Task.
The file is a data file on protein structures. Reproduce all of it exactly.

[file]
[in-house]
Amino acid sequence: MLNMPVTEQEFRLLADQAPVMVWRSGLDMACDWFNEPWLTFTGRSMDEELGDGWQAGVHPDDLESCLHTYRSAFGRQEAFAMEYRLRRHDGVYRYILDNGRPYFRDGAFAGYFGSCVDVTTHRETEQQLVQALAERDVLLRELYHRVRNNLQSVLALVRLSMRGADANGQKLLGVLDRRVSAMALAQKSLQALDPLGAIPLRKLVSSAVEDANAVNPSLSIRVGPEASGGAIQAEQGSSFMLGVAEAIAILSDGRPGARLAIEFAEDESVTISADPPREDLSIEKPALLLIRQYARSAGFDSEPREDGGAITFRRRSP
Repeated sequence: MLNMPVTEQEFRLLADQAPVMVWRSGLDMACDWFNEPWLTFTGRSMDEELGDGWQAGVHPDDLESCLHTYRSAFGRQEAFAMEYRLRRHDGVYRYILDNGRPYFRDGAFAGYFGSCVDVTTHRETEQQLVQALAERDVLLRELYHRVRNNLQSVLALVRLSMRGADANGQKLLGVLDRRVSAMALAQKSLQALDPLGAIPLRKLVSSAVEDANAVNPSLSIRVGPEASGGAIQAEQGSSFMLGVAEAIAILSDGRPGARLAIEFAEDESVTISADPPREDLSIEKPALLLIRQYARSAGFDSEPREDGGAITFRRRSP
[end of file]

[in-house]
Amino acid sequence: MLNMPVTEQEFRLLADQAPVMVWRSGLDMACDWFNEPWLTFTGRSMDEELGDGWQAGVHPDDLESCLHTYRSAFGRQEAFAMEYRLRRHDGVYRYILDNGRPYFRDGAFAGYFGSCVDVTTHRETEQQLVQALAERDVLLRELYHRVRNNLQSVLALVRLSMRGADANGQKLLGVLDRRVSAMALAQKSLQALDPLGAIPLRKLVSSAVEDANAVNPSLSIRVGPEASGGAIQAEQGSSFMLGVAEAIAILSDGRPGARLAIEFAEDESVTISADPPREDLSIEKPALLLIRQYARSAGFDSEPREDGGAITFRRRSP
Repeated sequence: MLNMPVTEQEFRLLADQAPVMVWRSGLDMACDWFNEPWLTFTGRSMDEELGDGWQAGVHPDDLESCLHTYRSAFGRQEAFAMEYRLRRHDGVYRYILDNGRPYFRDGAFAGYFGSCVDVTTHRETEQQLVQALAERDVLLRELYHRVRNNLQSVLALVRLSMRGADANGQKLLGVLDRRVSAMALAQKSLQALDPLGAIPLRKLVSSAVEDANAVNPSLSIRVGPEASGGAIQAEQGSSFMLGVAEAIAILSDGRPGARLAIEFAEDESVTISADPPREDLSIEKPALLLIRQYARSAGFDSEPREDGGAITFRRRSP